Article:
"4. A magnetic core material of a sintered nickel-zinc ferrite, at least 97 to 99.9% by weight of said material consisting essentially of the following components: about 30% by weight of zinc oxide, about 10% by weight of nickel oxide and about 60% by weight of ferric oxide, the remaining 0.1 to 3% by weight of said material consisting essentially of cobalt oxide, calculated as CoO." (Plaintiff's Exh. 3 at 15.)

and despite Zerbes' indication to the Examiner that magnesium oxide (MgO), which is an essential component in the Harvey formula, was not contained in any of Zerbes' own formulae or products, the Examiner, on June 19, 1957, made final his rejection of all the Zerbes' claims as unpatentable over the Harvey reference on the ground that regardless of the manganese oxide addition included in Zerbes' original U.S. application, Table 2 of the patent application, supra n. 5, set forth only one specific composition which represented an improvement (Plaintiff's Exh. 3 at 18). In addition, it was the Examiner's finding that the magnesium component in the Harvey patent was not critical to his invention. (Plaintiff's Exh. 3 at 26.)

25. On October 10, 1957, the original German application was published *435 for opposition as Published Application No. 1,017,521.

26. On December 13, 1957, Zerbes appealed the Examiner's final rejection to the Board of Appeals and requested an oral hearing, which was subsequently scheduled for February 17, 1960.

27. On August 11, 1958, application Serial No. 754,372 (hereinafter referred to as the "1958 application") was filed in the United States Patent Office. The application contained a new drawing (see Plaintiff's Exh. 2 at 8) in the form of the drawing contained in the patent in suit, supra n. 1. The drawing and the specification each disclosed a 3-component range of compositions as follows:

 
   Ferric oxide (Fe2O3) 66.5%-80.0%
   Nickel oxide (NiO)           2.0-29.5%
   Zinc oxide (ZnO)             2.0%-31.5%

In the claim herein, Zerbes for the first time states that it is critical to his invention that the proportion of ferric oxide be at least 50 mol percent of the entire composition (Plaintiff's Exh. 2 at 6). The three 5-component ferrite examples from Table 2 of the 1954 parent application were carried over into Table 1 of the 1958 application despite the fact that in the third example, the ferric oxide component was less than 50 mol percent in proportion to the entire composition.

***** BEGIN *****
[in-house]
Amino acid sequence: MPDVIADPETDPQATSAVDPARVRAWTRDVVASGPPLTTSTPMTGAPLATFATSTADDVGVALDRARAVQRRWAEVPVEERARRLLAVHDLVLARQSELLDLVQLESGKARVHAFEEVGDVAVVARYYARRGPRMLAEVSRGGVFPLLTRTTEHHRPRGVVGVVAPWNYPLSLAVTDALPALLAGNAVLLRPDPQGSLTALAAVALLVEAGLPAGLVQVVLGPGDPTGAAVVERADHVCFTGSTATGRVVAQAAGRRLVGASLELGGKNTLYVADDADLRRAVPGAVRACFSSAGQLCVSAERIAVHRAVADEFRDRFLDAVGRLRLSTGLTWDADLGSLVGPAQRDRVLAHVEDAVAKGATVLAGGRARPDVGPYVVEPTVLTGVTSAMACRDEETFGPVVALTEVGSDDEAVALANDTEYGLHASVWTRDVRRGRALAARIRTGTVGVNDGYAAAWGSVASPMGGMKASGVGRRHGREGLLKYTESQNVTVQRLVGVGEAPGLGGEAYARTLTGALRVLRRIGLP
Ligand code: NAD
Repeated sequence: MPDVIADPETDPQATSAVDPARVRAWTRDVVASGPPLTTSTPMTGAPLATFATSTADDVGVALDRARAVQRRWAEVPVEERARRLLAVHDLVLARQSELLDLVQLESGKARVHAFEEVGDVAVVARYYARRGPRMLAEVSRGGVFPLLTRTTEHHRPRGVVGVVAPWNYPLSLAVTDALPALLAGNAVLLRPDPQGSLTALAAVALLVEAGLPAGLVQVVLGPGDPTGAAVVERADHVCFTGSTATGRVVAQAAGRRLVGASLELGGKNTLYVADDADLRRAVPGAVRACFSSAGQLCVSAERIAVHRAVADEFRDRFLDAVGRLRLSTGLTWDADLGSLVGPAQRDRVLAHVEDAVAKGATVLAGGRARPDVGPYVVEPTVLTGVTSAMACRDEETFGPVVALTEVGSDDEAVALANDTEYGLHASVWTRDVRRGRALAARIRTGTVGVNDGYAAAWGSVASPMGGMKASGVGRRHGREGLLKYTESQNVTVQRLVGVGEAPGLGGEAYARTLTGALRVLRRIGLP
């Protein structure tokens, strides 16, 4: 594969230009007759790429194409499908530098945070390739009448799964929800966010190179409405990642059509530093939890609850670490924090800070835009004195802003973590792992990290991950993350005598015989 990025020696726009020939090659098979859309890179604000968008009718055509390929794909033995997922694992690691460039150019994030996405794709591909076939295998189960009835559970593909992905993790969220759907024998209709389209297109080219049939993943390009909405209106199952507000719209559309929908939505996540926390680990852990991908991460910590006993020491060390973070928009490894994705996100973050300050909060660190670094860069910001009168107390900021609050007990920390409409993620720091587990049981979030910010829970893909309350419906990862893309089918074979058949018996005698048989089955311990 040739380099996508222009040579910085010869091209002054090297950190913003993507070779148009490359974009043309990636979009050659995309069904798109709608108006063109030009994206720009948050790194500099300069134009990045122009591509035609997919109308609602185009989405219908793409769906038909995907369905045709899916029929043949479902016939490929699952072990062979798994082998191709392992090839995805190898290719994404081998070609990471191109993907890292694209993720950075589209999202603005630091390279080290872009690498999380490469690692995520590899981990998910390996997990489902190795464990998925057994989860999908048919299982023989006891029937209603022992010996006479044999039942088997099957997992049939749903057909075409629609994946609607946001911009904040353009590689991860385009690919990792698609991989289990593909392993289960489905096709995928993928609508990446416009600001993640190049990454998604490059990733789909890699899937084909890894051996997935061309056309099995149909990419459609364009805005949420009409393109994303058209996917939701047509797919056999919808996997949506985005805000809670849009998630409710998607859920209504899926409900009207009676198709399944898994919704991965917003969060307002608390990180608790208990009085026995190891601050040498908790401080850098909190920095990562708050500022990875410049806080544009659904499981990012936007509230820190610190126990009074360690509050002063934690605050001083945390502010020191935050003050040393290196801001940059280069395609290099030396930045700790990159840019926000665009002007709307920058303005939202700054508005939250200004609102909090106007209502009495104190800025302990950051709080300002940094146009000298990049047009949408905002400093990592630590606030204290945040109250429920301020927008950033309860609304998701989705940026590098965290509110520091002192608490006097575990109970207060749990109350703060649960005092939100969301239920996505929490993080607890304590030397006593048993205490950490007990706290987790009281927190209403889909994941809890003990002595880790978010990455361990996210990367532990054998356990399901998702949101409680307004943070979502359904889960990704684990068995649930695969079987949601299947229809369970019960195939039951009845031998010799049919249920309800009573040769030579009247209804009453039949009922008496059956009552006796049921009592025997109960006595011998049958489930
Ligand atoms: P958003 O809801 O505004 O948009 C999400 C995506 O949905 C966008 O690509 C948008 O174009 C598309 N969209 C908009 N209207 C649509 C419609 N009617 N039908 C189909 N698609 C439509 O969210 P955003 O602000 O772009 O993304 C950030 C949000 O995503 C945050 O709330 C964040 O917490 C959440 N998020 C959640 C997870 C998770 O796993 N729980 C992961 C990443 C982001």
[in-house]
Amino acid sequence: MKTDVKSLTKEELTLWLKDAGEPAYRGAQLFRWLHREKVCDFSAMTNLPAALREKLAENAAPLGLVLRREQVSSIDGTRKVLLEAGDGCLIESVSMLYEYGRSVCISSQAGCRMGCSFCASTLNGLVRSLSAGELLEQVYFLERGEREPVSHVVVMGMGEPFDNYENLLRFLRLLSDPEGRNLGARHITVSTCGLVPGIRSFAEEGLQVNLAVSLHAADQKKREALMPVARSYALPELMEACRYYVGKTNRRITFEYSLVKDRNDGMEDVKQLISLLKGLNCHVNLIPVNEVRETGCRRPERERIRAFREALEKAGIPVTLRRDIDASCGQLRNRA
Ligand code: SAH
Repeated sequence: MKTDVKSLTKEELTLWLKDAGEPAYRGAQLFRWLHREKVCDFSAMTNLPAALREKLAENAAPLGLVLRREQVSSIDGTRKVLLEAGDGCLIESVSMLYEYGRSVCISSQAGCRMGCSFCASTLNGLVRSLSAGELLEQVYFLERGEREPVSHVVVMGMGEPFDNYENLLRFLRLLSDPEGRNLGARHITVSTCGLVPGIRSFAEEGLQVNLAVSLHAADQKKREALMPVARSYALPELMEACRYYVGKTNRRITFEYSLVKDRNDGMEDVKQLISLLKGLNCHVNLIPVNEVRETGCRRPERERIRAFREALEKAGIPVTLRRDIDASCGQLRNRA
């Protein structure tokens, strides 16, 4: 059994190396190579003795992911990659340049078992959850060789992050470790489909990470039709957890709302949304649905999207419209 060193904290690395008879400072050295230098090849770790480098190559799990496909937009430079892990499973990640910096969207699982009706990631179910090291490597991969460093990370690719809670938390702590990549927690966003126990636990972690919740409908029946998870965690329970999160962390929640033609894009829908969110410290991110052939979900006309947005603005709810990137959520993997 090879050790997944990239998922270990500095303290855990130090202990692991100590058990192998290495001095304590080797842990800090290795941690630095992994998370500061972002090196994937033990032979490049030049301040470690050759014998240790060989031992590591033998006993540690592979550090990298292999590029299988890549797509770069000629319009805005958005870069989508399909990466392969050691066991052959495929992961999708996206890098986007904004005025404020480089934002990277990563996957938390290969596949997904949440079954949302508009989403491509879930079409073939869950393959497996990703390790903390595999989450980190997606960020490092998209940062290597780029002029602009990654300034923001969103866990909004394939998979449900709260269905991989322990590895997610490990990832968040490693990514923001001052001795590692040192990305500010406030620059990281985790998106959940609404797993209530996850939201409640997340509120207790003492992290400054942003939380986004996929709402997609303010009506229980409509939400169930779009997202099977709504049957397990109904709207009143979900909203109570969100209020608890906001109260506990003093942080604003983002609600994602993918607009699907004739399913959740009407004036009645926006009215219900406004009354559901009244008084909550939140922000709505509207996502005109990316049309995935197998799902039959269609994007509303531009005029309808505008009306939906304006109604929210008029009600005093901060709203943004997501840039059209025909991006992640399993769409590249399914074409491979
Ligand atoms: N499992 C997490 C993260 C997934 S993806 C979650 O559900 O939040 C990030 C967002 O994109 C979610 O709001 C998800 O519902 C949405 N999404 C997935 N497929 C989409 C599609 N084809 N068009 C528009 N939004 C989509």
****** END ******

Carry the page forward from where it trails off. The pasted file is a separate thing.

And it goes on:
28. Claim 1 of the 1958 application, as originally filed, read as follows:

 
"1. As a magnetic core material sintered nickel-zinc ferrite of the composition within the area A-B-C-D of Fig. 1 comprising in addition 1 to 5 weight percent of manganese oxide based on the total weight percent, and 1-60% by weight of cobalt oxide based on the proportion of nickel oxide in the said composition, the amount of cobalt oxide being within 0.1 to 3.0% by weight of the total composition, the proportion of iron oxide in said batch being at least 50 mol percent of the entire composition." (Plaintiff's Exh. 2 at 6.)

29. Similarly, on August 11, 1958, Zerbes filed application Serial No. 754,371 (hereinafter referred to as "the 1958 sibling application") in the United States Patent Office. This application, like its companion application, was ultimately stated to be a "continuation-in-part" of the 1954 parent application and ultimately issued on July 28, 1964, as United States Patent No. 3,142,645.[7]

30. In contradistinction to the 1958 application, which basically represented the 5-component ferrite matter of the 1954 parent application, the sibling application basically represented the 4-component aspect of its parent. The additional limitations found in the original 1958 application, which limitations were absent in the specification or claim of the parent, were similarly present in the 1958 sibling application with the exception of any reference to the manganese component, which component the sibling application did not claim. Examples 2 and 3 of Table 1 contained in the 1954 parent application, supra n. 5, became Table 1 of the sibling (Plaintiff's Exh. 4 at 5).

31. Claim 1 of the 1958 sibling application, as originally filed, stated:

 
"1. As a magnetic core material a sintered nickel-zinc ferrite of the composition within the area A-B-C-D of Fig. 1 comprising in addition 1-60% by weight of cobalt oxide based upon the proportion of nickel oxide in said composition, the amount of cobalt oxide being within 0.1 to 3.0% based on the total weight percent of said composition and the amount of ferric oxide in said composition being at least 50 mol % of the entire composition including the CoO." (Plaintiff's Exh. 4 at 6.)